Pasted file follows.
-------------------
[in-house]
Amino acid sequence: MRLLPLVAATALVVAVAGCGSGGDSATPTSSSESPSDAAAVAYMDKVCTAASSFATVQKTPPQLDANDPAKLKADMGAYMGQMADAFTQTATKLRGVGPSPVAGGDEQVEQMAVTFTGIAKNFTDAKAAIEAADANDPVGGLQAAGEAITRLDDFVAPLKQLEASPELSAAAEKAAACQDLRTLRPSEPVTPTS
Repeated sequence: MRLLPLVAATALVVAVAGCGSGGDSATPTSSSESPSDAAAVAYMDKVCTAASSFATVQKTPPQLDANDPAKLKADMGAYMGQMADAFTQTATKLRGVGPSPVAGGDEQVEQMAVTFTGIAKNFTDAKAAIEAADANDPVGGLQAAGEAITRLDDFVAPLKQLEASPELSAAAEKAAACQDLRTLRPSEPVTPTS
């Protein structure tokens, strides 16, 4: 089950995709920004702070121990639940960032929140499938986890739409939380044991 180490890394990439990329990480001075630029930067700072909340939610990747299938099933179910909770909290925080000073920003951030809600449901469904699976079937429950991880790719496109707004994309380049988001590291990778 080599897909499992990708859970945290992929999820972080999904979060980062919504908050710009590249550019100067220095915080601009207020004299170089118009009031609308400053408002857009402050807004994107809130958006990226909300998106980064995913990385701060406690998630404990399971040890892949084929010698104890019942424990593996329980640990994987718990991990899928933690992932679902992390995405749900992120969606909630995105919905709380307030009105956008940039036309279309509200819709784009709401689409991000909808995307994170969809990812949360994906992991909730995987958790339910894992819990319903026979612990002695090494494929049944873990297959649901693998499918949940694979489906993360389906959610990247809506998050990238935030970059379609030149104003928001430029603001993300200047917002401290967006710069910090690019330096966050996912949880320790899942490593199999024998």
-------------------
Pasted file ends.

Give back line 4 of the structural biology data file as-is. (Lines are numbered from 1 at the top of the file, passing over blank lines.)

């Protein structure tokens, strides 16, 4: 089950995709920004702070121990639940960032929140499938986890739409939380044991 180490890394990439990329990480001075630029930067700072909340939610990747299938099933179910909770909290925080000073920003951030809600449901469904699976079937429950991880790719496109707004994309380049988001590291990778 080599897909499992990708859970945290992929999820972080999904979060980062919504908050710009590249550019100067220095915080601009207020004299170089118009009031609308400053408002857009402050807004994107809130958006990226909300998106980064995913990385701060406690998630404990399971040890892949084929010698104890019942424990593996329980640990994987718990991990899928933690992932679902992390995405749900992120969606909630995105919905709380307030009105956008940039036309279309509200819709784009709401689409991000909808995307994170969809990812949360994906992991909730995987958790339910894992819990319903026979612990002695090494494929049944873990297959649901693998499918949940694979489906993360389906959610990247809506998050990238935030970059379609030149104003928001430029603001993300200047917002401290967006710069910090690019330096966050996912949880320790899942490593199999024998």